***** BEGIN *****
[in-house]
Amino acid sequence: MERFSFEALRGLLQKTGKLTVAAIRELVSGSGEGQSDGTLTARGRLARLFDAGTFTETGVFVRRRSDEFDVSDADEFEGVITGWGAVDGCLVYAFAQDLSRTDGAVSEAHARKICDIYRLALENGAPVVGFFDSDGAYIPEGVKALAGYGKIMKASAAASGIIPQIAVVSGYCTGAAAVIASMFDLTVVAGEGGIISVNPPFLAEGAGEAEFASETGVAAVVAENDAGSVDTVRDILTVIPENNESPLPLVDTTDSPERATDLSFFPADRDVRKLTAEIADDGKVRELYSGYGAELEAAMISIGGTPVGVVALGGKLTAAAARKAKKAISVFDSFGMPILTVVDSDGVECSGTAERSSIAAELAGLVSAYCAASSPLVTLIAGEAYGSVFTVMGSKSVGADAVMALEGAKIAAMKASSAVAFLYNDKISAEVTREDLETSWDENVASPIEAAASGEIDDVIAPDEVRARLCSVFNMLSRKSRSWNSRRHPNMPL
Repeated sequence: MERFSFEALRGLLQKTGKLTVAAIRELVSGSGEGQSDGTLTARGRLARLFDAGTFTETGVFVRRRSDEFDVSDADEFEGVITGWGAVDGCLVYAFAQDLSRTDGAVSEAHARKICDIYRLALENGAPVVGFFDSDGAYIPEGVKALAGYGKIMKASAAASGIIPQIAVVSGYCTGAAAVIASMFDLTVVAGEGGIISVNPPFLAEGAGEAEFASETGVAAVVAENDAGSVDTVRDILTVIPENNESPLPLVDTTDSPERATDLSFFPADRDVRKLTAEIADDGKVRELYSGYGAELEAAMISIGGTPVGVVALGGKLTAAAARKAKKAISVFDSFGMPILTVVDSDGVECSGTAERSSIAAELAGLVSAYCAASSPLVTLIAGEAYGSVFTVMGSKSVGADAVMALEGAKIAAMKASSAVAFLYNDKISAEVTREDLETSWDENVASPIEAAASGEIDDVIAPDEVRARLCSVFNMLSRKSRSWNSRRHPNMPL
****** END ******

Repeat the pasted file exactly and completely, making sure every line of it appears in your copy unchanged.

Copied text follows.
[in-house]
Amino acid sequence: MERFSFEALRGLLQKTGKLTVAAIRELVSGSGEGQSDGTLTARGRLARLFDAGTFTETGVFVRRRSDEFDVSDADEFEGVITGWGAVDGCLVYAFAQDLSRTDGAVSEAHARKICDIYRLALENGAPVVGFFDSDGAYIPEGVKALAGYGKIMKASAAASGIIPQIAVVSGYCTGAAAVIASMFDLTVVAGEGGIISVNPPFLAEGAGEAEFASETGVAAVVAENDAGSVDTVRDILTVIPENNESPLPLVDTTDSPERATDLSFFPADRDVRKLTAEIADDGKVRELYSGYGAELEAAMISIGGTPVGVVALGGKLTAAAARKAKKAISVFDSFGMPILTVVDSDGVECSGTAERSSIAAELAGLVSAYCAASSPLVTLIAGEAYGSVFTVMGSKSVGADAVMALEGAKIAAMKASSAVAFLYNDKISAEVTREDLETSWDENVASPIEAAASGEIDDVIAPDEVRARLCSVFNMLSRKSRSWNSRRHPNMPL
Repeated sequence: MERFSFEALRGLLQKTGKLTVAAIRELVSGSGEGQSDGTLTARGRLARLFDAGTFTETGVFVRRRSDEFDVSDADEFEGVITGWGAVDGCLVYAFAQDLSRTDGAVSEAHARKICDIYRLALENGAPVVGFFDSDGAYIPEGVKALAGYGKIMKASAAASGIIPQIAVVSGYCTGAAAVIASMFDLTVVAGEGGIISVNPPFLAEGAGEAEFASETGVAAVVAENDAGSVDTVRDILTVIPENNESPLPLVDTTDSPERATDLSFFPADRDVRKLTAEIADDGKVRELYSGYGAELEAAMISIGGTPVGVVALGGKLTAAAARKAKKAISVFDSFGMPILTVVDSDGVECSGTAERSSIAAELAGLVSAYCAASSPLVTLIAGEAYGSVFTVMGSKSVGADAVMALEGAKIAAMKASSAVAFLYNDKISAEVTREDLETSWDENVASPIEAAASGEIDDVIAPDEVRARLCSVFNMLSRKSRSWNSRRHPNMPL